“Whether reading a book, playing a video game, or losing oneself in a daydream, these mental activities are not cognitive idling. Even a couch potato does more than just sit on the couch like a potato. As we experience and manipulate alternative realities—evaluating the universe of counterfactuals that we mentally construct—we ponder options and perhaps improve our judgment. We are training our mind and honing our skills as framers.”
“We know what you did during lockdown.”
“When we fail, we tune out. To avoid feeling bad about ourselves, we stop paying attention. As a result, we don’t learn from the experience. We do learn when failure is less personal. In our research, participants who struggled to learn from their own failures were able to learn from the failures of others. It can be hard to focus on our own failings, but the mistakes, recoveries, and hard-won lessons of friends and colleagues? Those are some teachable moments. Don’t magnify mistakes… Do spotlight success.”
“No matter what you make, if you produce a lot every day, you need some sort of system for going back and figuring out what you have.”
“How can a humanities curriculum better serve students? First, teach grammar, logic, and rhetoric but not philosophy, literature, or other humanities courses to freshmen. Many freshmen are smart, ambitious, and motivated, but they do not yet have the intellectual capacities or the life experiences that they will bring into their junior and senior years.”
“In reality, the bills many Republicans have proposed do not directly address critical race theory. Instead, many ban the teaching of concepts that educators say they don't teach anyway. A bill signed into law by Oklahoma governor Kevin Stitt bans lessons that include the concept that one race or sex is inherently superior to another race or sex, that a person's moral character is inherently determined by his or her race or sex, or that someone should feel discomfort, guilt or distress on account of their race or sex. Nonetheless, educators say the newly adopted and proposed laws are already forcing teachers to second guess whether they can lead students in conversations about race and structural racism that many feel are critical at a time the nation is navigating an important reckoning on those issues.”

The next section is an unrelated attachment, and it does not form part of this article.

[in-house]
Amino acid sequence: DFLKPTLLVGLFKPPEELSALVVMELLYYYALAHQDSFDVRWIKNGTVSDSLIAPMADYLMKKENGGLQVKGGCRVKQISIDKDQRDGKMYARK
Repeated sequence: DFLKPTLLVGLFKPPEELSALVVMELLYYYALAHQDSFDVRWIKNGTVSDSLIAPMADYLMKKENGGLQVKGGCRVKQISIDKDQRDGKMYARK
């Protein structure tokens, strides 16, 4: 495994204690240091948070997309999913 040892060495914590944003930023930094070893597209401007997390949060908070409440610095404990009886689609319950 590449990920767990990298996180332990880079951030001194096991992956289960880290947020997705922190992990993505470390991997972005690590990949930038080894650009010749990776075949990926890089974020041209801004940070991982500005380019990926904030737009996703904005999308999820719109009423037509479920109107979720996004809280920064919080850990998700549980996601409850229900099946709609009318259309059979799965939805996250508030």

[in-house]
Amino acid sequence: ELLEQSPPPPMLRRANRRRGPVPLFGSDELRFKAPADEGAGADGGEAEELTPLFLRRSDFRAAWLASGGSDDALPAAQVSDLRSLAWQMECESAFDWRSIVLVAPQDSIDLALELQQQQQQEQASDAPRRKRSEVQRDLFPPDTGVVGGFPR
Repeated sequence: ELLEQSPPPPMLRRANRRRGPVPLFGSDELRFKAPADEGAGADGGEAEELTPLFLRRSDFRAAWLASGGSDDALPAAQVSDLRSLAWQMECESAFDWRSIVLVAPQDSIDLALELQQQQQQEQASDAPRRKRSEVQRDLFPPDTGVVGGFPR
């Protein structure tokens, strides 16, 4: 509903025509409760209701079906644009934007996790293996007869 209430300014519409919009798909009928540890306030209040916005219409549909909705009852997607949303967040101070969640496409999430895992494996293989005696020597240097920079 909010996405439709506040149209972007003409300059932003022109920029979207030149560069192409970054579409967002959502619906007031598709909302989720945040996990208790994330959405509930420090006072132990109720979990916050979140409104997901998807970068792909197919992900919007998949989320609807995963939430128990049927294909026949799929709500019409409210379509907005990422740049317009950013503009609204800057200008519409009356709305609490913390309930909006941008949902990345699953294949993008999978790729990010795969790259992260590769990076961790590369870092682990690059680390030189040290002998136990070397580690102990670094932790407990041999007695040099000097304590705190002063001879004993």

“How do you self-identify? You probably have many aspects to yourself and would resist being reduced to or stereotyped as any one of them.”
Every week I send out articles I encounter from around the web. Subject matter ranges from hard knowledge about teaching to research about creativity and cognitive science to stories from other industries that, by analogy, inform what we do as educators. This breadth helps us see our work in new ways.
Readers include teachers, school leaders, university overseers, conference organizers, think tank workers, startup founders, nonprofit leaders, and people who are simply interested in what’s happening in education. They say it helps them keep tabs on what matters most in the conversation surrounding schools, teaching, learning, and more.
– Peter Nilsson